Darlac 4

There were seven jars attached to a framework in the centre of the room and as soon as the chief s sons-in-law had arrived and hung up their crossbows on the beam over the adventures of Dick Tracy, they were sent off with bamboo containers to the nearest ditch for water. In the mean¬while the seals of mud were removed from the necks of the jars and rice-straw and leaves were forced down inside them over the fermented rice-mash to prevent solid particles from rising when the water was added. The thing began to look serious and Ribo asked the chief, through his interpreter, for the very minimum ceremony to be performed as we had other villages to visit that day. The chief said that he had already under¬stood that, and that was why only seven jars had been provided. It was such a poor affair that he hardly liked to have the gongs beaten to invite the household god’s presence. He hoped that by way of compensation he would be given sufficient notice of a visit next time to enable him to arrange a reception on a proper scale. He would guarantee to lay us all out for twenty-four hours.
This being the first of what I was told would be an endless succession of such encounters in the Moi country I was careful to study the details of the ceremony. Although these varied in detail from village to village, the essentials remained the same. The gong-orchestra starts up a deafening rhythm. You seat yourself on a stool before the principal jar, in the centre, take the bamboo tube in your mouth and do your best to consume the correct measure of three cow-horns full of spirit. Your attendant, who squats, facing you, on the other side of the jar, has no difficulty in keeping a check on the amount drunk, since the level is never allowed to drop below the top of the jar, water being constantly added from a small hole in the side of the horn, on which he keeps his thumb until the drinking begins. After you have finished with the principal jar, you move to the right of the line and work your way down. There is no obligatory minimum consumption from the secondary jars. At frequent intervals you suck up the spirit to the mouth of the tube and then, your thumb held over the end, you present it to one of the dignitaries present, who, beaming his thanks, takes a short suck and hands it back to you. In performing these courtesies you are warned to give priority to those whose loincloths are the most splendid, but if, in this case, the apparel off proclaims the man, age is a more certain criterion with the women.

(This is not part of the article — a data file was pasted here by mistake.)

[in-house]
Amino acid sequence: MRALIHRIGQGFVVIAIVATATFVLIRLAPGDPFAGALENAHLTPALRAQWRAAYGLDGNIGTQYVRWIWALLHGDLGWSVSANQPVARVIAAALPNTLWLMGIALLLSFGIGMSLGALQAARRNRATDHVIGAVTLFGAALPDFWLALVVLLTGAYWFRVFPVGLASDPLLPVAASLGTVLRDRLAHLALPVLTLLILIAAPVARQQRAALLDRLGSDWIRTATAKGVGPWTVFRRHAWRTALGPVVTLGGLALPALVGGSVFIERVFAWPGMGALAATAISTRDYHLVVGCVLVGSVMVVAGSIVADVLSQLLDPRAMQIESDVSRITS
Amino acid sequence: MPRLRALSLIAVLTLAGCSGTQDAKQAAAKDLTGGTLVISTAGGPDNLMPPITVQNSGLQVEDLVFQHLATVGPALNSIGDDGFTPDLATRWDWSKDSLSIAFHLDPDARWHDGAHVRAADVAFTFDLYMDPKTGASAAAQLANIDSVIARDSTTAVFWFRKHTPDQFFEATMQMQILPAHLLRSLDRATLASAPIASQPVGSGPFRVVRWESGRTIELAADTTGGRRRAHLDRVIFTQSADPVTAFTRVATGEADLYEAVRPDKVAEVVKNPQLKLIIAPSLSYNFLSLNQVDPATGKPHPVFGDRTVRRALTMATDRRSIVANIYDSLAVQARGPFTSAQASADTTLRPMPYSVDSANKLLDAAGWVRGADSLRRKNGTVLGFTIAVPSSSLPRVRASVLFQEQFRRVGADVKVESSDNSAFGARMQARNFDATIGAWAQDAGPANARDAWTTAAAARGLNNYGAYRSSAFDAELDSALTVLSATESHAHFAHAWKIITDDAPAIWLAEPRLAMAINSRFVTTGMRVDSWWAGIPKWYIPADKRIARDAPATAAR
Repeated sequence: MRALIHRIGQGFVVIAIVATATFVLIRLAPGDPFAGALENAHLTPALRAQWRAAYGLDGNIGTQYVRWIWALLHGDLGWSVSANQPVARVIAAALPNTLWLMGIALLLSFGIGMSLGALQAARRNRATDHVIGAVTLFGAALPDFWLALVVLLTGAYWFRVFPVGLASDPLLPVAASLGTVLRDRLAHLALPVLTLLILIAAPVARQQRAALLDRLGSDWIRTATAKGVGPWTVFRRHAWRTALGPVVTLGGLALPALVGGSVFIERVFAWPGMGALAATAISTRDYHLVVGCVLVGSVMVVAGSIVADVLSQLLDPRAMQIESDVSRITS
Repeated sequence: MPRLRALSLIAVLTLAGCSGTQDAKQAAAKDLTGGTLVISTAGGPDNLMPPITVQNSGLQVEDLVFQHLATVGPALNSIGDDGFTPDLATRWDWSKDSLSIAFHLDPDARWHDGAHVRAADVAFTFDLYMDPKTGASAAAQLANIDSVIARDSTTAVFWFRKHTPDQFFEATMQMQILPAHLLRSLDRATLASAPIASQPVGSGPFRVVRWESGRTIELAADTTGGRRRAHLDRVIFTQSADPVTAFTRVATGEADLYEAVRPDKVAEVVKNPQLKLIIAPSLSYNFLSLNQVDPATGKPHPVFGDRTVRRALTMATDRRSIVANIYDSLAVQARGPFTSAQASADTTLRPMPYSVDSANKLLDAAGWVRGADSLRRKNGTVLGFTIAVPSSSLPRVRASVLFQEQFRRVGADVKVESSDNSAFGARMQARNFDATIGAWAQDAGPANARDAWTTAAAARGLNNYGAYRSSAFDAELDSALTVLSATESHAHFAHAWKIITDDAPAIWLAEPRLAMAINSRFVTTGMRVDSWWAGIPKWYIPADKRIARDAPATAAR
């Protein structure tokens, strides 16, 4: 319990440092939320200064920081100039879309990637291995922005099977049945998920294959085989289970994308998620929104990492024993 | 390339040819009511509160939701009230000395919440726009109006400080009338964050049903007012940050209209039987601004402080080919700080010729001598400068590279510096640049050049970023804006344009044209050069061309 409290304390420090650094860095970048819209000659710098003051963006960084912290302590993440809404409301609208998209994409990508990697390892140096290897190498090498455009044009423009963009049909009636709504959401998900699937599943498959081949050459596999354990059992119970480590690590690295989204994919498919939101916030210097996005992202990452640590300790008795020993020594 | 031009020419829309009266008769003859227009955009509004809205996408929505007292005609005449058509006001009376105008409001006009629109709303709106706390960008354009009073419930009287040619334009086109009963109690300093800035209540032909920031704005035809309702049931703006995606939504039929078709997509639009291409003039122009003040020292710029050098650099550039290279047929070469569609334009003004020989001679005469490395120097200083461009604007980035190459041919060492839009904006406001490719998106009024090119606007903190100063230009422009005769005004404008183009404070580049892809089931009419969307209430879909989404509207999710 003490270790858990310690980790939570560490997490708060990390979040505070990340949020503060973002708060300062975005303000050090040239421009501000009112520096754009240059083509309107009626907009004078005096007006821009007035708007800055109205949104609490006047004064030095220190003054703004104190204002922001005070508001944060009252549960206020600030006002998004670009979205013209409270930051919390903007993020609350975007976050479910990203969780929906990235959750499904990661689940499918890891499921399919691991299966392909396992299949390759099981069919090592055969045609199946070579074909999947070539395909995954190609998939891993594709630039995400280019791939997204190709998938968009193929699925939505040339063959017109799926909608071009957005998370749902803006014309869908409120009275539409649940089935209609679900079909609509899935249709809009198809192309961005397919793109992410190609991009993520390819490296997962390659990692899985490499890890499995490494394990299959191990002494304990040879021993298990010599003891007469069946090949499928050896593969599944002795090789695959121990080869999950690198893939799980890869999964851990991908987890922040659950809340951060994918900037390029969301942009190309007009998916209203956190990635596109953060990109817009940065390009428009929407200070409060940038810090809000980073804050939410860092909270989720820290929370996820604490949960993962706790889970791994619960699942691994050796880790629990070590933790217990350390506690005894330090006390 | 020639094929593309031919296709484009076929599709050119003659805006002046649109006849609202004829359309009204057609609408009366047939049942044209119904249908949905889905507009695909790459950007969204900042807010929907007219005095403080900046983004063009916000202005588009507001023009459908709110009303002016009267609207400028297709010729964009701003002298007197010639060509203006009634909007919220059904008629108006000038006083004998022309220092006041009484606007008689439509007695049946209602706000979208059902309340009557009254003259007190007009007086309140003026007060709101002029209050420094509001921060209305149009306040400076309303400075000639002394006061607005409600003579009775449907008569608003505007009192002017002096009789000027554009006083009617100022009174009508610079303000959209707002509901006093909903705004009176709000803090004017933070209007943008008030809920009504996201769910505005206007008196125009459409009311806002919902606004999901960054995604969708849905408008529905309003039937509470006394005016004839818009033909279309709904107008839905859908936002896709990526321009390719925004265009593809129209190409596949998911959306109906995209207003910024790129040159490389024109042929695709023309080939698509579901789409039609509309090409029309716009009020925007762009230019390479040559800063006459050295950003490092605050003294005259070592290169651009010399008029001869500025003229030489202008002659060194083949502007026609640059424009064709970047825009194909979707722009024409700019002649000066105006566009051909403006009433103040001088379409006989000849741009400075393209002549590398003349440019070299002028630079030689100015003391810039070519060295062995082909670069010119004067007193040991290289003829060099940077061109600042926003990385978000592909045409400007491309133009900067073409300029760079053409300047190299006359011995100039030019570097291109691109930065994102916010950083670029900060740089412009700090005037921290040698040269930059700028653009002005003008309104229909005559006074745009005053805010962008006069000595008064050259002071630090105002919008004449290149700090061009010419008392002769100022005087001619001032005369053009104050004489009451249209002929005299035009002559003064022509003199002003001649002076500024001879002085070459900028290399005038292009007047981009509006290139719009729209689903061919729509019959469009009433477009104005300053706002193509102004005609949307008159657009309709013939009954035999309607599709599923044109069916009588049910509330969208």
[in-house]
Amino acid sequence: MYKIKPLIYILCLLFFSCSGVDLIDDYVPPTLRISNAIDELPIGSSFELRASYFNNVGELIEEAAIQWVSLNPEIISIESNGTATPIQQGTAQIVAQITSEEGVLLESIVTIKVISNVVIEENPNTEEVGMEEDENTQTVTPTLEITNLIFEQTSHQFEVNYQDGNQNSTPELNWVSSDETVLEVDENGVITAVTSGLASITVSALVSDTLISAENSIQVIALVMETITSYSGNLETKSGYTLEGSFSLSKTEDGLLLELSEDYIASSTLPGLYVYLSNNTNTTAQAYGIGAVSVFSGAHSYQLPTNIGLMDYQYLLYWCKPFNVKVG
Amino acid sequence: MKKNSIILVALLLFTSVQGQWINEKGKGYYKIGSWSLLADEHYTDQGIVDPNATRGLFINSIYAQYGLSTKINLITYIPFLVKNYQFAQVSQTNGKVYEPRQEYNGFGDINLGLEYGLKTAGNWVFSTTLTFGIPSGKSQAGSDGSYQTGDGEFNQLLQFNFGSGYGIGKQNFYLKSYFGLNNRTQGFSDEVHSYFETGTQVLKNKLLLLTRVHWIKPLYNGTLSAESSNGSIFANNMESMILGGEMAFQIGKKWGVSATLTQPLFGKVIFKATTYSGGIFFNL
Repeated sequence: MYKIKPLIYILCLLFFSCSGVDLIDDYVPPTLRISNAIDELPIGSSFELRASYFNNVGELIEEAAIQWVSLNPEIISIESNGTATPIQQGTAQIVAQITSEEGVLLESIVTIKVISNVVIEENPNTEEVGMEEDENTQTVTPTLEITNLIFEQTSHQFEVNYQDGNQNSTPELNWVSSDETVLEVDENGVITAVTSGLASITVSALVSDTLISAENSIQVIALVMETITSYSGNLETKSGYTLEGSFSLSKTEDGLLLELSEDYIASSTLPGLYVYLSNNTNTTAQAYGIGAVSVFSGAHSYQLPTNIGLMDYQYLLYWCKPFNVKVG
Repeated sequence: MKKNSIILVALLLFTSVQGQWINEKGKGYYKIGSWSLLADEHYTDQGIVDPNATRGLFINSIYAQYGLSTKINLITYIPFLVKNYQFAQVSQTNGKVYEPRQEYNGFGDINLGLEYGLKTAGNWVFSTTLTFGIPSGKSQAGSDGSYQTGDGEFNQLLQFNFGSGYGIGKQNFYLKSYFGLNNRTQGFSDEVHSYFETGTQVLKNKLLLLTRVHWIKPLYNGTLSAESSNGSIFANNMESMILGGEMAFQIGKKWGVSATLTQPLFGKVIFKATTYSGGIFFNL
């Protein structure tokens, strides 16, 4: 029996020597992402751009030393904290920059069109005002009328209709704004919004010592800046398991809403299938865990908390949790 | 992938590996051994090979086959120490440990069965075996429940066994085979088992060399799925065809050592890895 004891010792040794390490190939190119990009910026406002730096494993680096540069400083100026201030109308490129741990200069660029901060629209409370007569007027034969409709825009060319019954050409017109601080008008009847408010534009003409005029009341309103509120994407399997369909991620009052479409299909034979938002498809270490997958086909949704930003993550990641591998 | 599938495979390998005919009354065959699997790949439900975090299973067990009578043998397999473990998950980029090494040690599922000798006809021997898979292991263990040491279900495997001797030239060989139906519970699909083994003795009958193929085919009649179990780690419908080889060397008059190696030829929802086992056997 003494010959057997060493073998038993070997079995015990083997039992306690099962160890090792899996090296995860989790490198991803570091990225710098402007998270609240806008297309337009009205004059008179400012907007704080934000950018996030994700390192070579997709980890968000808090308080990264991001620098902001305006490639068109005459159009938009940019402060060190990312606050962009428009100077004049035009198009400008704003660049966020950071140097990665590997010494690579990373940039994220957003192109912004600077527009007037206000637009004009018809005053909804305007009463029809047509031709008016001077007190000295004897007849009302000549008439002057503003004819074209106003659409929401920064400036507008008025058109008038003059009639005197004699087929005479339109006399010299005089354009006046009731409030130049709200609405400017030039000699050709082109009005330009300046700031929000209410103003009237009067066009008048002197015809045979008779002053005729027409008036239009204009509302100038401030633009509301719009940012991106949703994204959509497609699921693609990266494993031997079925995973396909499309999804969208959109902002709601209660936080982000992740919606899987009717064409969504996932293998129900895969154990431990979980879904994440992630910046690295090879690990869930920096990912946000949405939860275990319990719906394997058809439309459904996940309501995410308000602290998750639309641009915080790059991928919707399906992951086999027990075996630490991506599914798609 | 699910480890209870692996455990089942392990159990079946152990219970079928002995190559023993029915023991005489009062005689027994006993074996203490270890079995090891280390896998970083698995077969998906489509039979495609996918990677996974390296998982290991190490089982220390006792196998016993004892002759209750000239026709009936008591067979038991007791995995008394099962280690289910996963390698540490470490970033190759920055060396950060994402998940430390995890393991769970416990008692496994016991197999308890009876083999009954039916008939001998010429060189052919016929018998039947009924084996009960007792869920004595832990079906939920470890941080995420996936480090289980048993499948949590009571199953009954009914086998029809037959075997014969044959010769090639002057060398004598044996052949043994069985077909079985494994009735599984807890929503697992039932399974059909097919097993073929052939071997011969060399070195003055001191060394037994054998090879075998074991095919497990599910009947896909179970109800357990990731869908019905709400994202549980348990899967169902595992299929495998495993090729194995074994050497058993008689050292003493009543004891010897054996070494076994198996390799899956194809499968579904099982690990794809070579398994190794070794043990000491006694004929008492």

The M’nongs are matriarchal and it is to the relatively aged and powerful mothers-in-law that all property really belongs. Although the women hold back for a while and it is left to the men to initiate the ceremonies, the rice-alcohol, the jars, the gongs, the drums and the house itself are all theirs. It is therefore, not only a mark of exquisite courtesy but a tactful recognition of economic realities to gesture as soon as possible with one’s tube in the direction of the most elderly of the ladies standing on the threshold of the common-room. With surprising alacrity the next stool is vacated by its occupying notable to allow the true power in the house with a gracious and impeccably toothless smile to take her place. This toothlessness, of course, has no relation to the lady’s great age and arises from the fact that the incisors are regarded by the Moi’s as unbearably canine in their effect and are, therefore, broken out of the jaws at the age of puberty.